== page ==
Cracking The Genetic Code To Cure Hemophila B, A Rare Bleeding Disorder

Cracking The Genetic Code To Cure Hemophila B, A Rare Bleeding Disorder

Hemophilia B is a rare genetic bleeding disorder that prevents the body from naturally forming blood clots. When patients with hemophilia B undergo surgery or experience an injury, they typically bleed heavily for an extended period of time. Even in some more severe instances, patients experience heavy bleeding even just after a small, minor injury or with no injury at all. 1

  • These events can lead to serious complications and uncontrollable bleeding into the joints, muscles, brain, or even other internal organs, resulting in permanent physical damage to the body.

Those who suffer from hemophilia B are known to inherit an X-linked recessive genetic pattern, which is a result of mutations found within their F9 gene.1 Hemophilia B Leyden is a rarer form of hemophilia B found in children and adolescences that experience periodic episodes of excessive bleeding typically until puberty. Current treatment options for such patients typically involves continual intake of FDA-approved medication and injections, such as AlphaNine Alprolix, BeneFix®, and Monodine, all of which incorporates a recombinant form of coagulation factor IX, an important protein in the blood clotting cascade that plays a vital role in blood coagulation. Such medications and injections are typically introduced during surgery to prevent hemorrhagic episodes in patients to control excessive bleeding.


To date, there are currently no cure or vaccine able to prevent hemophilia B. However, many doctors and researchers are developing novel therapeutics and innovative treatment strategies to find a cure for this rare genetic disorder.

  • In one example based on a recent 2018 publication, scientists at the Salk Institute reported a study that focused on a new treatment given to mice with high potential to treat hemophilia B for life with the introduction of just only one single injection.2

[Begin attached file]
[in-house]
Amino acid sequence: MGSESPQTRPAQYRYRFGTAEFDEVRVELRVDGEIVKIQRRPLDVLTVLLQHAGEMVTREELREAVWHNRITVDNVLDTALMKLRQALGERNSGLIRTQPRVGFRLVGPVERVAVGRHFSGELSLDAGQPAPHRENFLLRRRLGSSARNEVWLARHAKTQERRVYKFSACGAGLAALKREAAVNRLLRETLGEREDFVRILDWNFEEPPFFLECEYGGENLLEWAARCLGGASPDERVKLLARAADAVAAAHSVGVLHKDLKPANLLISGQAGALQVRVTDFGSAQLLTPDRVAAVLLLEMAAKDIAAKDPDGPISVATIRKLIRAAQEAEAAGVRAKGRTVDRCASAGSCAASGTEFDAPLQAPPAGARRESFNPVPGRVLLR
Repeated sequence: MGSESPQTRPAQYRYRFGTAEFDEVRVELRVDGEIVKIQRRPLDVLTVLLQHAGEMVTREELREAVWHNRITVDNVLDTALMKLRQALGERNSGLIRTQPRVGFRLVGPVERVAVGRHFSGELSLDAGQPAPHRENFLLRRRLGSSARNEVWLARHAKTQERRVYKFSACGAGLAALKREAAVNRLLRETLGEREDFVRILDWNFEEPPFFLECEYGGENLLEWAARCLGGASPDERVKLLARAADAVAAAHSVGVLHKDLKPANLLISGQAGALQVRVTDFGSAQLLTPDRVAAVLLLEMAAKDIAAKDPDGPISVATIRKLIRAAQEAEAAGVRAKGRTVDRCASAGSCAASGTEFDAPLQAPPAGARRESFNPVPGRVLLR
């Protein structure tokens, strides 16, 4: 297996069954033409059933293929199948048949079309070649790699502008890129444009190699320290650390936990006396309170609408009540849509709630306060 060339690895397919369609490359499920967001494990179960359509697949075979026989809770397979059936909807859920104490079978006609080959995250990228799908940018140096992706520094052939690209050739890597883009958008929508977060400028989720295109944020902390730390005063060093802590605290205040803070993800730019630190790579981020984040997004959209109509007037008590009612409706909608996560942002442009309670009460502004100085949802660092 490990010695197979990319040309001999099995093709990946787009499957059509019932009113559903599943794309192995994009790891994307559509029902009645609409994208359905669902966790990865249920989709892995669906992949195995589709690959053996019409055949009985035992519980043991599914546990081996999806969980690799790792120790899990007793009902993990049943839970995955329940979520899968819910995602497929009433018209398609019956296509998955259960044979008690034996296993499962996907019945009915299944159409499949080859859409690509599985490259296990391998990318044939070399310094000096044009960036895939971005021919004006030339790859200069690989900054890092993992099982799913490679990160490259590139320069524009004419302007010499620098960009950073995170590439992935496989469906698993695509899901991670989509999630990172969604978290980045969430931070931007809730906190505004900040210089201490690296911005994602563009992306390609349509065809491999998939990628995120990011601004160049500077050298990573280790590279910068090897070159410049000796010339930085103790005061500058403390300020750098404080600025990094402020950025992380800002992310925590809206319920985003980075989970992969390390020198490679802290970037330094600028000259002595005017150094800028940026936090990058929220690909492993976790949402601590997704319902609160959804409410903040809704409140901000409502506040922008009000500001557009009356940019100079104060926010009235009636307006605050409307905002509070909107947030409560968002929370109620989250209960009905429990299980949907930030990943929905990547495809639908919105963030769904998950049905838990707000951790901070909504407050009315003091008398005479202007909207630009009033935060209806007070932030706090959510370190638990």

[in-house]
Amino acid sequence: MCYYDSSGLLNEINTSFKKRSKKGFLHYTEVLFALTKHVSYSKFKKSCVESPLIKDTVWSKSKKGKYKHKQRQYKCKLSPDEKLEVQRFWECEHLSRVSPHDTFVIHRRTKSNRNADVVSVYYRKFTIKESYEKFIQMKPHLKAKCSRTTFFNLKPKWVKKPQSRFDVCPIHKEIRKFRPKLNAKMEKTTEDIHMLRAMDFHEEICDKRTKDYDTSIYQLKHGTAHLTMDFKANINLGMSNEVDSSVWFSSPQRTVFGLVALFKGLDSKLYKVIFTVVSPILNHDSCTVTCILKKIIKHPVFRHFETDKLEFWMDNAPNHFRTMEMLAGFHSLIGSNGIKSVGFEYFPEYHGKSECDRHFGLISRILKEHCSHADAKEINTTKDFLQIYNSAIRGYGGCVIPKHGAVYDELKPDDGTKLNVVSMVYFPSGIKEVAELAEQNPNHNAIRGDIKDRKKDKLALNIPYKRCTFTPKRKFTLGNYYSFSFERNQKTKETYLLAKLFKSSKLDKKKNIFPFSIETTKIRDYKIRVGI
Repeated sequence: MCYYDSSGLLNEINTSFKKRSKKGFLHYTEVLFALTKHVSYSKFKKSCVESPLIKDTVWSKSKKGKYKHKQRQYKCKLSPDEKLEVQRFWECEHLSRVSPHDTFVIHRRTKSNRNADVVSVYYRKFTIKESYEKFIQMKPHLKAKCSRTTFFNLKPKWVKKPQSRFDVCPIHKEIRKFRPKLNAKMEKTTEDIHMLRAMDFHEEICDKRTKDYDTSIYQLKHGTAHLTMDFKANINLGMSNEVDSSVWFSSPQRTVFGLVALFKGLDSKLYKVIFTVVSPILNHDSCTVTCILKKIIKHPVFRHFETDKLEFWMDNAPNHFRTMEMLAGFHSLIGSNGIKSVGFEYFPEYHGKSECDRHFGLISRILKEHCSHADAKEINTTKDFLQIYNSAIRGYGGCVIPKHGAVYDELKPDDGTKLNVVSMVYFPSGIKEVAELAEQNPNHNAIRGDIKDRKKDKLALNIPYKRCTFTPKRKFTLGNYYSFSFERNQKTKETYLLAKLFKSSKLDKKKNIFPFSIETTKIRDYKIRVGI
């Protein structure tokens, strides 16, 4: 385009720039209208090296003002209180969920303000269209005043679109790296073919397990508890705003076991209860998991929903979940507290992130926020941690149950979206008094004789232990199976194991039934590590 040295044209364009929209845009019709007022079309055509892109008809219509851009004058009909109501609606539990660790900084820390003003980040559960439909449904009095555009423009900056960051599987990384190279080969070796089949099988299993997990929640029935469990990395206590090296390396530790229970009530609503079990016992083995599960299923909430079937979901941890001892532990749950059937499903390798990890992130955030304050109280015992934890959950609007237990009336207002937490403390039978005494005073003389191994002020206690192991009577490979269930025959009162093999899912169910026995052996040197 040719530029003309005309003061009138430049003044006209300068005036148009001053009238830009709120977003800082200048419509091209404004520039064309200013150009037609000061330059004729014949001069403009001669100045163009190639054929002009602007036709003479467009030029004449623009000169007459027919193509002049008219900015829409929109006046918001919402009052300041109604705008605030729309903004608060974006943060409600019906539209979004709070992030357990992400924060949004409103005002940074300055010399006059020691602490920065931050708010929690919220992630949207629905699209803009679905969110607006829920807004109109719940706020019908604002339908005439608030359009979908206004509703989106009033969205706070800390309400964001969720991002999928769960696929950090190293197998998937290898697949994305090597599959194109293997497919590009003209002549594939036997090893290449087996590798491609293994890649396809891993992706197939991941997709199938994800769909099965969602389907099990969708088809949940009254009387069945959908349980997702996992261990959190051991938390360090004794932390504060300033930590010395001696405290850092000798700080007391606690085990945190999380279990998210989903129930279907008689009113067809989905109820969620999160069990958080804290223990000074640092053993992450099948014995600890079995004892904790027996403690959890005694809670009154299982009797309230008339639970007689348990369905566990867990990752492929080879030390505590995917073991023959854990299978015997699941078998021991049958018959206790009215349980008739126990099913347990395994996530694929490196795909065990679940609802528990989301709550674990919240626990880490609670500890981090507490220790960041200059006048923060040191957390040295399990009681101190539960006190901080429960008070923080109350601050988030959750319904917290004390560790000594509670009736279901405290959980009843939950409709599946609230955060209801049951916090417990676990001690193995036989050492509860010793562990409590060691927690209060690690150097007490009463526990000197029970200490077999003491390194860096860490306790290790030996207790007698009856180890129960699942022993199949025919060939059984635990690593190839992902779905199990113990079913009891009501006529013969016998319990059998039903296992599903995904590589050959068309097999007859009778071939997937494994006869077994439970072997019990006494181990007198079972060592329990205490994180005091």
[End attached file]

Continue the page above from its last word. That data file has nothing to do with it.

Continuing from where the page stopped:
In this article published in Cell Reports, Salk scientists developed an innovative treatment with disease-free liver cells able to produce the coagulation factor IX. Prior to introducing the treatment in mice, scientists demonstrated this proof-of-concept model in hepatocyte-like cells (HLCs), which were harvested from stem cells from hemophilia B patients. Untreated cells were reported to show very low levels of coagulation factor IX whereas cells harvested from the same line treated with a gene-correcting tool showed healthy levels of the coagulation factor IX.

Although this injection is currently in its early stages of development, if similar results and efficacy can be replicated in human trials down the road, this may be a promising breakthrough in producing new cures for hemophilia B, as well as potentially other similar rare genetic disorders.

  • A beneficial advantage to developing new therapeutics and personalized medicine using stem cells harvested from patients themselves is the ability to limit or even completely avoid any complications from the body’s immune system, which currently remains to be a large obstacle in new cell therapies and small-molecule treatments.

Much work still remains to be completed before this technology will be used in clinical trials but these preliminary results hold promising potential for this innovative injection to completely transform the way doctors and scientists approach to medicine and finding cures for rare genetic disorders.

The Regenerative Stem Cell Institute (TRSCI) is heavily involved in these ground-breaking discoveries that utilize these new strategies using stem cells harvested from patients to develop personalized medicine and therapeutics to address these types of genetic disorders. If scientists and doctors are able to crack the code to reprogram genetic disorders to prevent these debilitating, life-threatening conditions, patients will have access to less expensive treatment options to improve their standard of living.




2- Salk Institute. “Single injection treats hemophilia B for life, in proof-of-concept study.” ScienceDaily

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